NYT was uneventful but I was appalled by LAZY SUSAN, just like the nice lady on Curb a few weeks ago.

    Lotsa meat on that WSJ bone for a Monday!

    • pannonica says:

      I believe the Monday NYers are supposed to be tougher than their Friday counterparts.

      • Billy Boy says:

        Maybe this was my humble brag in disguise?

        Actually I was surprised just how smoothly it went today, that’s all, not complaining. The stars aligned!!

  8. M483 says:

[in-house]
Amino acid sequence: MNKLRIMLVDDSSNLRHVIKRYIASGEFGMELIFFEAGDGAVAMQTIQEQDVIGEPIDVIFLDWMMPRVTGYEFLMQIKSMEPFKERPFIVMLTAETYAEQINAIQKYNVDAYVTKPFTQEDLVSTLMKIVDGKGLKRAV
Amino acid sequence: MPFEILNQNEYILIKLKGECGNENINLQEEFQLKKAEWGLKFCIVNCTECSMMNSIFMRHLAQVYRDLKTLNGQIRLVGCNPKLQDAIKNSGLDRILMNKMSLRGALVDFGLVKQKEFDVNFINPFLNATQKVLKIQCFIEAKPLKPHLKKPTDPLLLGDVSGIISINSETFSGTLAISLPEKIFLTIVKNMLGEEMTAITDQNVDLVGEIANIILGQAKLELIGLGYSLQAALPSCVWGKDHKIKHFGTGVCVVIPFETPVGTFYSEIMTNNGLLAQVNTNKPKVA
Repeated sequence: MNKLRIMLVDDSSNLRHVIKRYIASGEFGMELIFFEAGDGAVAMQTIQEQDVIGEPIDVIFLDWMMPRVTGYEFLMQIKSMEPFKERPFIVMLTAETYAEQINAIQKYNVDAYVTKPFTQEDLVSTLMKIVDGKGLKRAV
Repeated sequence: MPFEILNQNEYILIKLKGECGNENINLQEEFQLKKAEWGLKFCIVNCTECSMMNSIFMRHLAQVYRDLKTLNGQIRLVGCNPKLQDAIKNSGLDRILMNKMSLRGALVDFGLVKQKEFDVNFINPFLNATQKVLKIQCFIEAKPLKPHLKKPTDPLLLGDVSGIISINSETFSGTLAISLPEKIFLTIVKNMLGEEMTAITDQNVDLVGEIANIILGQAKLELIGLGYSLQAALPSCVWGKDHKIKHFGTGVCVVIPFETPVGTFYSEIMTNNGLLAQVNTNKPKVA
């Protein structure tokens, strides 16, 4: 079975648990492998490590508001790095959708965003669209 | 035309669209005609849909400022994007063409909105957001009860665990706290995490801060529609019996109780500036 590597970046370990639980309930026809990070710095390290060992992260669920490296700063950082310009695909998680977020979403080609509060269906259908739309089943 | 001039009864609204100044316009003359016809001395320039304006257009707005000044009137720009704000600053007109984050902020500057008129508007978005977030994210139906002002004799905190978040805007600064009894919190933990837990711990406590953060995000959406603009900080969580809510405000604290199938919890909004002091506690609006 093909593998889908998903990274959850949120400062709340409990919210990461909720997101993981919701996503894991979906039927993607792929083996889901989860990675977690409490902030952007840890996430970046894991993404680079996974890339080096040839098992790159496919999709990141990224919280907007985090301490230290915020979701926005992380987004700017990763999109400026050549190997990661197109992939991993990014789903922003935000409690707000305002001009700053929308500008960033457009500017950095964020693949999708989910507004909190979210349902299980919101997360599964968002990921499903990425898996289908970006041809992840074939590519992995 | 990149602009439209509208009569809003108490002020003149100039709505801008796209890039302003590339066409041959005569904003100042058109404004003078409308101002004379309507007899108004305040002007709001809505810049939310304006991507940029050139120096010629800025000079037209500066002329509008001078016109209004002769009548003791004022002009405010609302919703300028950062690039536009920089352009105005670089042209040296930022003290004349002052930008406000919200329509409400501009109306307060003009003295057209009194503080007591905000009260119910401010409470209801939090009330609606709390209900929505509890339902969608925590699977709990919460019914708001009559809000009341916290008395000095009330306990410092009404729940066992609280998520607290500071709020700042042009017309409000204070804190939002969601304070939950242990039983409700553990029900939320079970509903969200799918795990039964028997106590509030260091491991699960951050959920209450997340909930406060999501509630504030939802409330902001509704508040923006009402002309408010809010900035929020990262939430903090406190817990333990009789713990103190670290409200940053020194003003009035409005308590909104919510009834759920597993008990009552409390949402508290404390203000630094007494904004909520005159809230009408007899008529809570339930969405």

Today’s Universal puzzle has a unguessable crossing for me (62d and 65a). I’ve never heard of either of those clues. I’m disappointed that this occurs in a Universal puzzle. But, not for myself. I’ve been doing the NYT puzzle and many others for 20 years. Doing puzzles on line, it’s easy to find out the answer. I live in a retirement community and I’ve been sharing links to crossword puzzles such as USA Today and Universal because all activities in our area have been halted. These people don’t like puzzles that include pop culture, but I assured them that these things were very fairly crossed. I’m afraid they will give up now. Most of these people don’t want to do crosswords on computer so they print them out. It makes me very sad because they don’t want super easy puzzles – they need quality puzzles that will hold their interest. Please, constructors and editors, let’s appeal equally to the vast number of people who are retired and now have time to do puzzles and who need the brain stimulation and to the younger generations. Thank you.